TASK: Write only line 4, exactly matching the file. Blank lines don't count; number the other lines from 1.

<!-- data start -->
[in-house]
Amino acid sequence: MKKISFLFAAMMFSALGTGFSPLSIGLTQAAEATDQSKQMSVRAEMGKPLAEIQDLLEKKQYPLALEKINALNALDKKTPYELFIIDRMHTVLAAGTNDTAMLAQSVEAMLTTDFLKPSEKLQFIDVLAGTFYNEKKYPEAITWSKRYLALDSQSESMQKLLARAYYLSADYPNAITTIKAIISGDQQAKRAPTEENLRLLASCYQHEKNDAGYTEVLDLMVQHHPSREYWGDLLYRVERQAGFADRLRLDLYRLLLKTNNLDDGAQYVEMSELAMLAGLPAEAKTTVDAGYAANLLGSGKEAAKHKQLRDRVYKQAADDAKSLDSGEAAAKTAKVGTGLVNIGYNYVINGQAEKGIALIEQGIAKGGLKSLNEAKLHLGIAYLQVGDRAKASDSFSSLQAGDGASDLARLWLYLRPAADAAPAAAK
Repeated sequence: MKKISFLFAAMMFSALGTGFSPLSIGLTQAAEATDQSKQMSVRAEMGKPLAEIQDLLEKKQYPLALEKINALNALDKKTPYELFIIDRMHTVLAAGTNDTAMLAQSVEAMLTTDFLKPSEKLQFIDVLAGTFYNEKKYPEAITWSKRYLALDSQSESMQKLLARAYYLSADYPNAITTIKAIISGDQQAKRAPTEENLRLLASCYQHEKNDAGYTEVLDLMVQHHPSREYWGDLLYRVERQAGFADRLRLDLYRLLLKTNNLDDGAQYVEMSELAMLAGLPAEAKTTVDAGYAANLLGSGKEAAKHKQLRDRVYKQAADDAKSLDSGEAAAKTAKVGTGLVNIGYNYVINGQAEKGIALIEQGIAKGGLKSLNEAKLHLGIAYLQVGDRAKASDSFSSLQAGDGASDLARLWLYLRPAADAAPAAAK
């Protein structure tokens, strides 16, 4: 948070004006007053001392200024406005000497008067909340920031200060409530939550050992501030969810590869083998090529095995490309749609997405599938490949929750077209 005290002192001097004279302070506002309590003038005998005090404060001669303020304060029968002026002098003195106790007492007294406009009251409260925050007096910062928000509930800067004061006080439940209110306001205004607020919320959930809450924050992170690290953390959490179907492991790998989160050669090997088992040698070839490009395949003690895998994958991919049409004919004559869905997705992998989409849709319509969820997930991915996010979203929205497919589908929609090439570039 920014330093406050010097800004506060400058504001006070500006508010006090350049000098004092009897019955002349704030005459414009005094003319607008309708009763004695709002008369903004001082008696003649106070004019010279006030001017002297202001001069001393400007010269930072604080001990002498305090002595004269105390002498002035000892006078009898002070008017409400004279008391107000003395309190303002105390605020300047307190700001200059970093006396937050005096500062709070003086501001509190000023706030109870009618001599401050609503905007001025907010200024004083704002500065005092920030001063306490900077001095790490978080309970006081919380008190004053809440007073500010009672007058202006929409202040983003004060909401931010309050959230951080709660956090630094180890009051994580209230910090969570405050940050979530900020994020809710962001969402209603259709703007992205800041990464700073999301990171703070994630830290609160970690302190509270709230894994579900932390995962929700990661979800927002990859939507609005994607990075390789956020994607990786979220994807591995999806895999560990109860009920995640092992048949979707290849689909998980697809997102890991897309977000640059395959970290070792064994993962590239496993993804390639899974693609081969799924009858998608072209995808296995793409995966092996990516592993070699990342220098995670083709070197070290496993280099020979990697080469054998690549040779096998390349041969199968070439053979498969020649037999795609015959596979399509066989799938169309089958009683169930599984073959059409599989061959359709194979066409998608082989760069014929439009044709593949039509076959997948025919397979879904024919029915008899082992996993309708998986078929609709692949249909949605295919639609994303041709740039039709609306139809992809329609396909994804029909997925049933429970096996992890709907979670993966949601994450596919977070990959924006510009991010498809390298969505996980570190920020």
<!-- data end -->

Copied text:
């Protein structure tokens, strides 16, 4: 948070004006007053001392200024406005000497008067909340920031200060409530939550050992501030969810590869083998090529095995490309749609997405599938490949929750077209 005290002192001097004279302070506002309590003038005998005090404060001669303020304060029968002026002098003195106790007492007294406009009251409260925050007096910062928000509930800067004061006080439940209110306001205004607020919320959930809450924050992170690290953390959490179907492991790998989160050669090997088992040698070839490009395949003690895998994958991919049409004919004559869905997705992998989409849709319509969820997930991915996010979203929205497919589908929609090439570039 920014330093406050010097800004506060400058504001006070500006508010006090350049000098004092009897019955002349704030005459414009005094003319607008309708009763004695709002008369903004001082008696003649106070004019010279006030001017002297202001001069001393400007010269930072604080001990002498305090002595004269105390002498002035000892006078009898002070008017409400004279008391107000003395309190303002105390605020300047307190700001200059970093006396937050005096500062709070003086501001509190000023706030109870009618001599401050609503905007001025907010200024004083704002500065005092920030001063306490900077001095790490978080309970006081919380008190004053809440007073500010009672007058202006929409202040983003004060909401931010309050959230951080709660956090630094180890009051994580209230910090969570405050940050979530900020994020809710962001969402209603259709703007992205800041990464700073999301990171703070994630830290609160970690302190509270709230894994579900932390995962929700990661979800927002990859939507609005994607990075390789956020994607990786979220994807591995999806895999560990109860009920995640092992048949979707290849689909998980697809997102890991897309977000640059395959970290070792064994993962590239496993993804390639899974693609081969799924009858998608072209995808296995793409995966092996990516592993070699990342220098995670083709070197070290496993280099020979990697080469054998690549040779096998390349041969199968070439053979498969020649037999795609015959596979399509066989799938169309089958009683169930599984073959059409599989061959359709194979066409998608082989760069014929439009044709593949039509076959997948025919397979879904024919029915008899082992996993309708998986078929609709692949249909949605295919639609994303041709740039039709609306139809992809329609396909994804029909997925049933429970096996992890709907979670993966949601994450596919977070990959924006510009991010498809390298969505996980570190920020």